Mumbai: In some positive news coming out of the Arthur Road jail here, prison authorities plan to put up a new block of cells meeting international standards, said reports on Friday. The authorities have obviously taken umbrage to fugitive businessman Vijay Mallya’s allegations of “pathetic” prisons in India. (Also read: UK Court Not Happy With Indian Jail Conditions) Also Read - Vijay Mallya Has Applied For ‘Another Route’ to Stay in UK, Says Lawyer
According to a report in The Times of India, an old structure on the jail premises would be razed to make way for the block with about a dozen cells and toilets. The building is expected to be ready in six months and would be fit to house fugitive millionaires brought back home. (Also read: ‘Mallya Bought Bankers, Politicians, Govt’) Also Read - Jaishankar Raised Vijay Mallya's Extradition, UK Not Giving Details: Centre Tells SC
“As of now, we have limited cells that meet global standards. So we are going to build more modern cells for extradited smugglers, fraudsters and accused hiding abroad,” a jail official told the daily. “The cells will meet European and UK prison standards and all human rights criteria. The public works department has started work and received quotations for demolition of the building,” he said. Also Read - UK Court Denies Release of Substantial Funds For Vijay Mallya's Legal Fees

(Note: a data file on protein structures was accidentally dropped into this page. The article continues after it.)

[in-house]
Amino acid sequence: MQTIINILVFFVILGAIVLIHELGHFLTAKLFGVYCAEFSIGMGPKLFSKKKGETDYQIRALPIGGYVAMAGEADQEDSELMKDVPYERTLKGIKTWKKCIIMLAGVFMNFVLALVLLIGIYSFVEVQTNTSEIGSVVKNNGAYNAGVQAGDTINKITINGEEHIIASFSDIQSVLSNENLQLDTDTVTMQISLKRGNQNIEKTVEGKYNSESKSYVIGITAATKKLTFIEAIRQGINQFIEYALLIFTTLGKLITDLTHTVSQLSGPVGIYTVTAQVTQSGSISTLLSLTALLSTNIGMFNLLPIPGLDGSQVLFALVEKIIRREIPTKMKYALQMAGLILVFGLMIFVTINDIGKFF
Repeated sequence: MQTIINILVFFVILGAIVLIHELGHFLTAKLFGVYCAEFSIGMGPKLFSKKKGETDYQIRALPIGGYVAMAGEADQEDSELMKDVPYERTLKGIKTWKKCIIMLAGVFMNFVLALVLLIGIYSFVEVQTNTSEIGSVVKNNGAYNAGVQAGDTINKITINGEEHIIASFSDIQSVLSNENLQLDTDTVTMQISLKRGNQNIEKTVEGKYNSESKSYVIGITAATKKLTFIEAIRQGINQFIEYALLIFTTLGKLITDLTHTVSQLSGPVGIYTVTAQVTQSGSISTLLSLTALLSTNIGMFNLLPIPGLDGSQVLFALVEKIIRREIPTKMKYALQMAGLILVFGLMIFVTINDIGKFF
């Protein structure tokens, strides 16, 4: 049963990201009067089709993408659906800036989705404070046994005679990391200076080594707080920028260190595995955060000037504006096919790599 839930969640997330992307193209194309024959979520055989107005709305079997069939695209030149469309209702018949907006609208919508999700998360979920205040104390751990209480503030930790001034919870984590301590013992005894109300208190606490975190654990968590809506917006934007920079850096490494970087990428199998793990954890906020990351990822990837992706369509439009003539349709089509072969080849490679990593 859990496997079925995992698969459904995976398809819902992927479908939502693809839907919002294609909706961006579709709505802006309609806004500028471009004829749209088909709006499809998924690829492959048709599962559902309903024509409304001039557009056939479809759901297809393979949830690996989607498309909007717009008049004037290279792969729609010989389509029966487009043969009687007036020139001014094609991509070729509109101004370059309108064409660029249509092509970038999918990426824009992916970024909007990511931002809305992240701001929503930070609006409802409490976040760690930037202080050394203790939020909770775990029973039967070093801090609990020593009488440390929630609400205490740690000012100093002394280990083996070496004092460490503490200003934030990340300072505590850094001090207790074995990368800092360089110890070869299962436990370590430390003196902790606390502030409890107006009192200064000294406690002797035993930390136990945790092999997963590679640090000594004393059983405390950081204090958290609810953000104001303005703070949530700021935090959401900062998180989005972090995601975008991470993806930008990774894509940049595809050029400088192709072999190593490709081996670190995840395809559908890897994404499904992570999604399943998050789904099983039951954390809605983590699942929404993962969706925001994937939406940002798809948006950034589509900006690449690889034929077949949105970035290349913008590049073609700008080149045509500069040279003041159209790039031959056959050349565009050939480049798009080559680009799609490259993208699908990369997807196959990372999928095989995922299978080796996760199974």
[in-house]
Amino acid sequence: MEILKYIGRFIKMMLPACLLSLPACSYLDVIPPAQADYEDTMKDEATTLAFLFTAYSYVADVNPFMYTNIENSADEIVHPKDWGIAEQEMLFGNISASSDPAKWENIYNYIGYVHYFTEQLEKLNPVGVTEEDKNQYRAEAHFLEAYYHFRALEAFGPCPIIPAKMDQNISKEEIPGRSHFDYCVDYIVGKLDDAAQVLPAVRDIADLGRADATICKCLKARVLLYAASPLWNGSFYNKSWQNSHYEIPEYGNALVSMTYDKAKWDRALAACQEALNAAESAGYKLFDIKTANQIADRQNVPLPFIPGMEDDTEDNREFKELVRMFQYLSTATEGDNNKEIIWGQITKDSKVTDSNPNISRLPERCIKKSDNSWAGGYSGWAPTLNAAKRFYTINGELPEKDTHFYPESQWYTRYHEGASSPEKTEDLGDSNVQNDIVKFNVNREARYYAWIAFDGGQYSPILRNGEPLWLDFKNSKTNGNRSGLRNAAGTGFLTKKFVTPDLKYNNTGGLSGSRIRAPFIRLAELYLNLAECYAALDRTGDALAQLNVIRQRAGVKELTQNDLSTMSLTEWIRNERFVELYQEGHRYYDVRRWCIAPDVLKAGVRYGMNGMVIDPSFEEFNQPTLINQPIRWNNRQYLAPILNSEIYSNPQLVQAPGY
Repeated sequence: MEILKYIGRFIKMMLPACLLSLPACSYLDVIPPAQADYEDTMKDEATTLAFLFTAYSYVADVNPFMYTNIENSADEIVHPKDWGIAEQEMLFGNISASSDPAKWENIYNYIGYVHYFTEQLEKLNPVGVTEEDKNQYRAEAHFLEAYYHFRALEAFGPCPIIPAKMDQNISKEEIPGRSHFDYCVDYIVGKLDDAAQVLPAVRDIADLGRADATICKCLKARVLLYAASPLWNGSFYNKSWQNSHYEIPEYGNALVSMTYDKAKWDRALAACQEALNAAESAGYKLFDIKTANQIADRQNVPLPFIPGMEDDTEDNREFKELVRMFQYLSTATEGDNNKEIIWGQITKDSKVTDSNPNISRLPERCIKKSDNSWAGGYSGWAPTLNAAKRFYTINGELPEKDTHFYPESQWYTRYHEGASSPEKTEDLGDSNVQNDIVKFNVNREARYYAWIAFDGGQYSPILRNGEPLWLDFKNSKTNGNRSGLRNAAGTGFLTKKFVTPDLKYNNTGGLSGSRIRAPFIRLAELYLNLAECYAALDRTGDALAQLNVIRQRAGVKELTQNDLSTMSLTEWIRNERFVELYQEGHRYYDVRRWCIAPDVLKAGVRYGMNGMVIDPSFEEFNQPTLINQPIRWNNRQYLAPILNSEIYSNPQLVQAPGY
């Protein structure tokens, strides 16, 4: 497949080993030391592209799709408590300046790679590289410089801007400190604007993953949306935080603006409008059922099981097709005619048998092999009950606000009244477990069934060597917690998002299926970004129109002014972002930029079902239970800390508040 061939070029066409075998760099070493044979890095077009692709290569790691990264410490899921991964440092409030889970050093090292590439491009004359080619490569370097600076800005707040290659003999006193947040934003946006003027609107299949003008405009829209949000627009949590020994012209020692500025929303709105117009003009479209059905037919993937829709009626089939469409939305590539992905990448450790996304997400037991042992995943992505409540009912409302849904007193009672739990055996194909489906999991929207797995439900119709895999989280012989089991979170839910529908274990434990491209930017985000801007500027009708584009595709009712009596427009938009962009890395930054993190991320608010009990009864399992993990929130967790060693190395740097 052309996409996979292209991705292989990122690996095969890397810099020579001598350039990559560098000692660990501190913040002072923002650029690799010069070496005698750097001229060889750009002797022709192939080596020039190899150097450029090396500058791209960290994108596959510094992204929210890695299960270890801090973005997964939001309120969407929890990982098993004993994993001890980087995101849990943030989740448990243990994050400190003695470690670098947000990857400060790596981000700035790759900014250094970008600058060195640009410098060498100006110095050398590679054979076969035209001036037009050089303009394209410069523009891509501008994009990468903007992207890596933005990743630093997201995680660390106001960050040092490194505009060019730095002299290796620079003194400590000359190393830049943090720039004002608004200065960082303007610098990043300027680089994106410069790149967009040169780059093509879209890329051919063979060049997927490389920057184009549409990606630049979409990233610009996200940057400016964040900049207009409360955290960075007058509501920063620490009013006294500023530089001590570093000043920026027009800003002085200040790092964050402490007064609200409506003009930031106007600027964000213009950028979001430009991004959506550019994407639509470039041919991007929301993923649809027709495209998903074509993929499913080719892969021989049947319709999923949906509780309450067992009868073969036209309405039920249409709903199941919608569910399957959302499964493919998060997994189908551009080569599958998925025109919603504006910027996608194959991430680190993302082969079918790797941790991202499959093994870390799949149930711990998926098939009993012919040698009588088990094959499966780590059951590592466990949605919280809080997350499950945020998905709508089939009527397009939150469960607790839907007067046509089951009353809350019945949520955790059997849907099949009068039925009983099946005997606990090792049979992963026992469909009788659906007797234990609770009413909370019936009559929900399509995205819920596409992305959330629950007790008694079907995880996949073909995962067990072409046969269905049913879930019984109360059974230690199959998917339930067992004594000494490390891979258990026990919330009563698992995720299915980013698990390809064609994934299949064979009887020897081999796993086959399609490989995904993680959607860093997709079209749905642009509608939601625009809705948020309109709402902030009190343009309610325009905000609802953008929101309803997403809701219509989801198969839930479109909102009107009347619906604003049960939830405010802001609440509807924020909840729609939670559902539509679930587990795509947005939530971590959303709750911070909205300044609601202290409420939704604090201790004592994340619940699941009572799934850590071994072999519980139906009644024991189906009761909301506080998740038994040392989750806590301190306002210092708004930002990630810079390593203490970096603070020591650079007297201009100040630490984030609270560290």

The new building would be able to address the trend of fugitive businessmen citing “poor jail conditions” as an excuse to oppose extradition. Meanwhile, videos of cells which housed some high-profile prisoners at Arthur Road have been shared with UK courts hearing the Mallya extradition case.
“They will be clean, have hygienic toilets, enough sun and light and space to move around,” said the officer.
Built for 800 prisoners, the Arthur Road jail currently has around 2,800. Besides Mallya, the CBI and ED are trying to bring back diamond merchants Nirav Modi and his uncle Mehul Choksi, accused in the PNB multi-crore scam. Since all of them need to be extradited, global human rights standards need to be met.